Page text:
“Death isn’t what it used to be. Write a will, put stock certificates and the deed to your home and a few other pieces of paper in a safe deposit box and you were set for life for the hereafter.”
Estate planning must now include intangible assets that didn’t exist just a few years ago, as well as those that have been around since people started owning private property. Today, says Forbes in the article “Estate Planning for Crypto And Other Digital Assets: What You Need to Know,” there are new kinds of property and new laws that govern them.
Some of the old rules still apply and you need a will. One of the things in that will, needs to be naming an executor who will be in charge of ensuring that your assets are distributed, according to the wishes you state in your will. When it comes to digital assets, things get a little tricky.
The hardest part of digital assets for many people, is how to give access to your digital property. The law has changed. If you own cryptocurrency, you’ll need to list your “crypto keys,” so your executor and heirs can know what is in your estate and be able to access it.
You may need to educate them so they understand what the assets are, the location of the keys and access control that you use for security. You probably know access control as PINS, passphrases, multisignature or timeclock requirements.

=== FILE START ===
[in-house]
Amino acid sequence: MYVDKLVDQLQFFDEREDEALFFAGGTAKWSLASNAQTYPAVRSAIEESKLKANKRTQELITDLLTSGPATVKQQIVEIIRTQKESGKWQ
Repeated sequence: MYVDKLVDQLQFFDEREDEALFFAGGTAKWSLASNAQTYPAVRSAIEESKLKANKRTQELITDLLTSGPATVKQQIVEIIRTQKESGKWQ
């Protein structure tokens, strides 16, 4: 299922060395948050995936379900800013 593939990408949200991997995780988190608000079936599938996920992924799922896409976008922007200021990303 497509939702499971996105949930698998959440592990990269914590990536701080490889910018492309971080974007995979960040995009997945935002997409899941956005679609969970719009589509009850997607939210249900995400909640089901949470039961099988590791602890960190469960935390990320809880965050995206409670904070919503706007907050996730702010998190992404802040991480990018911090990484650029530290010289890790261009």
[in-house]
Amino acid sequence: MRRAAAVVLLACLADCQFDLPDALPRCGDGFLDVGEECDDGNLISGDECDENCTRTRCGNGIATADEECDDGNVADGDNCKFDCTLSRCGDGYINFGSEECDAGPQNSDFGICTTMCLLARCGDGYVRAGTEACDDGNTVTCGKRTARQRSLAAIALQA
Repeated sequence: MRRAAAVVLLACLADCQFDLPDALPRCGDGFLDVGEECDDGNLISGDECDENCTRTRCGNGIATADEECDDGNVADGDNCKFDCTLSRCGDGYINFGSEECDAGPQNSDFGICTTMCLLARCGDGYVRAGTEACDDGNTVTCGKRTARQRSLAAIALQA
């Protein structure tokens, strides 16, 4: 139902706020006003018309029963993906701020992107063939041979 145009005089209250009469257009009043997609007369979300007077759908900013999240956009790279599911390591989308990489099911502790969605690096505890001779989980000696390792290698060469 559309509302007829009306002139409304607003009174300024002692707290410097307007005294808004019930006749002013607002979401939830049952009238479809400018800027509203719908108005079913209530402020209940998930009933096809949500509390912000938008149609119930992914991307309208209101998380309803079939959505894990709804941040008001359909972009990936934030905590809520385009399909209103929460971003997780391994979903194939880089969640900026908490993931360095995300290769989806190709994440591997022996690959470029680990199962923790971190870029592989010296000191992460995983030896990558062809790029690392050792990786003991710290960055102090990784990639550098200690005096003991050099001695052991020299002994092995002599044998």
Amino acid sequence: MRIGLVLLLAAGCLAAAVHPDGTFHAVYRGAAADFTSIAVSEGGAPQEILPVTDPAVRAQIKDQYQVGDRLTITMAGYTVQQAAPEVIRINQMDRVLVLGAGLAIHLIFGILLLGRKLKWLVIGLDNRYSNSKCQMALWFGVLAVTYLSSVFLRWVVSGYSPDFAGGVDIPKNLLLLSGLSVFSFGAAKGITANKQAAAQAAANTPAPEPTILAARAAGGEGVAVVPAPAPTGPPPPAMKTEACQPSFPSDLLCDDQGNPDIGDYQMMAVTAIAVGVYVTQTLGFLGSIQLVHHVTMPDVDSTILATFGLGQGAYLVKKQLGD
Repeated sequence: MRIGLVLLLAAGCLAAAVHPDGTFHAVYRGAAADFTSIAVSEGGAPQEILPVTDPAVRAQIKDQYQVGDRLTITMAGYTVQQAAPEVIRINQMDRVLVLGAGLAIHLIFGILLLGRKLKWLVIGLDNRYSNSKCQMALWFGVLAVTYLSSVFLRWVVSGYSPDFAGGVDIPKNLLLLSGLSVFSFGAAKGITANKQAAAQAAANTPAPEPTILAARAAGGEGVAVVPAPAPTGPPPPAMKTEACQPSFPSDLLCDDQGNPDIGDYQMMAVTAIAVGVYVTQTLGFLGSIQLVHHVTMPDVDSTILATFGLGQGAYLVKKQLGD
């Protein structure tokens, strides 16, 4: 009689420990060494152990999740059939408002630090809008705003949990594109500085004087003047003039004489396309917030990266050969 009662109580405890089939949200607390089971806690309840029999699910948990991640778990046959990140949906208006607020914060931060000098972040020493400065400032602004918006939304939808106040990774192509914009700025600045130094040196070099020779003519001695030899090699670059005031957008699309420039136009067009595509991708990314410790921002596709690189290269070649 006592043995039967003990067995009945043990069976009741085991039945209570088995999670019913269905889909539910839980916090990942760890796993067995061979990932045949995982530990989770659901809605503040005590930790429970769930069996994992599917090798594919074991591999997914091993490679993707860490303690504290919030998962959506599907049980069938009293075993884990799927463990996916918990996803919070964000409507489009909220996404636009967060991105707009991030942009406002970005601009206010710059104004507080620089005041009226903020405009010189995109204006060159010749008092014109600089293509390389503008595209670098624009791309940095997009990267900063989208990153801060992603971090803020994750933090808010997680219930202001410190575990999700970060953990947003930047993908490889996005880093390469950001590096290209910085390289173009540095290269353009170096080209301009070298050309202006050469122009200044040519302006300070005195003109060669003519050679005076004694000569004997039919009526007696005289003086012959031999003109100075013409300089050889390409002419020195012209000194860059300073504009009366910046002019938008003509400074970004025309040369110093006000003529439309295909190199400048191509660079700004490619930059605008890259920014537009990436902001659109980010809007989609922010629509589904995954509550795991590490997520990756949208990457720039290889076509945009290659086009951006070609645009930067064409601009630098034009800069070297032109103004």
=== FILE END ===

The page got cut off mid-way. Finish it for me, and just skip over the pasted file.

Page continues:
The challenge is, if you die and no one has access to your cryptocurrency keys, your heirs may never be able to access them. They’ll need to know what exchanges you use (Bitcoin, Ethereum, and others) and a list of the digital wallets you own for each.
Most heirs want to sell the crypto property quickly since the currency is volatile. No one wants to be criticized for losing substantive value in the estate because they didn’t move quickly enough. They also don’t want to be brought to court, for failing to look out for the fiduciary interests of the estate.
You’ll need both the proper legal planning and technical planning.
Most states with laws about digital assets have adopted a model that was written to include things that have not been invented yet.
Electronic signatures on wills is another digital issue entering the estate planning arena. Most estate planning attorneys are not enthusiastic about this. However, the change is coming, says an attorney on the drafting committee of the Uniform Law Commission.
National College of Probate Judges President Tamara Curry says she expects that judges are going to have to get up to speed on crypto assets in the next three to five years, since courts will become inundated with estates that include crypto currency and other digital assets.
For more information about estate planning in Orlando, FL (and throughout the rest of Central Florida), visit our estate planning website and be sure to subscribe to our complimentary estate planning e-newsletter while you are there.
Resource: Forbes (Aug. 14, 2018) “Estate Planning for Crypto And Other Digital Assets: What You Need to Know”